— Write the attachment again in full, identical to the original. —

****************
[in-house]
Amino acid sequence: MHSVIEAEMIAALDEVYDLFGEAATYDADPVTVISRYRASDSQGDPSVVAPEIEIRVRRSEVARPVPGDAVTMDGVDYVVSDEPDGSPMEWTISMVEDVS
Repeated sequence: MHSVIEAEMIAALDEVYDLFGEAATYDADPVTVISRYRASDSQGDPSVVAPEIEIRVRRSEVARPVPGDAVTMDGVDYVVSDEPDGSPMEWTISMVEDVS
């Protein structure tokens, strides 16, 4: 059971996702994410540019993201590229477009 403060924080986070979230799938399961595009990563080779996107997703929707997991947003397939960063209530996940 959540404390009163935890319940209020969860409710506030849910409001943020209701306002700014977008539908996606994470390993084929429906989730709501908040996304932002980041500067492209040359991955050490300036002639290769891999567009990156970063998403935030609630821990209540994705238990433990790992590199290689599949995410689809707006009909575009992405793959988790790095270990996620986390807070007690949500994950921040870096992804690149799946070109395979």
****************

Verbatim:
[in-house]
Amino acid sequence: MHSVIEAEMIAALDEVYDLFGEAATYDADPVTVISRYRASDSQGDPSVVAPEIEIRVRRSEVARPVPGDAVTMDGVDYVVSDEPDGSPMEWTISMVEDVS
Repeated sequence: MHSVIEAEMIAALDEVYDLFGEAATYDADPVTVISRYRASDSQGDPSVVAPEIEIRVRRSEVARPVPGDAVTMDGVDYVVSDEPDGSPMEWTISMVEDVS
């Protein structure tokens, strides 16, 4: 059971996702994410540019993201590229477009 403060924080986070979230799938399961595009990563080779996107997703929707997991947003397939960063209530996940 959540404390009163935890319940209020969860409710506030849910409001943020209701306002700014977008539908996606994470390993084929429906989730709501908040996304932002980041500067492209040359991955050490300036002639290769891999567009990156970063998403935030609630821990209540994705238990433990790992590199290689599949995410689809707006009909575009992405793959988790790095270990996620986390807070007690949500994950921040870096992804690149799946070109395979």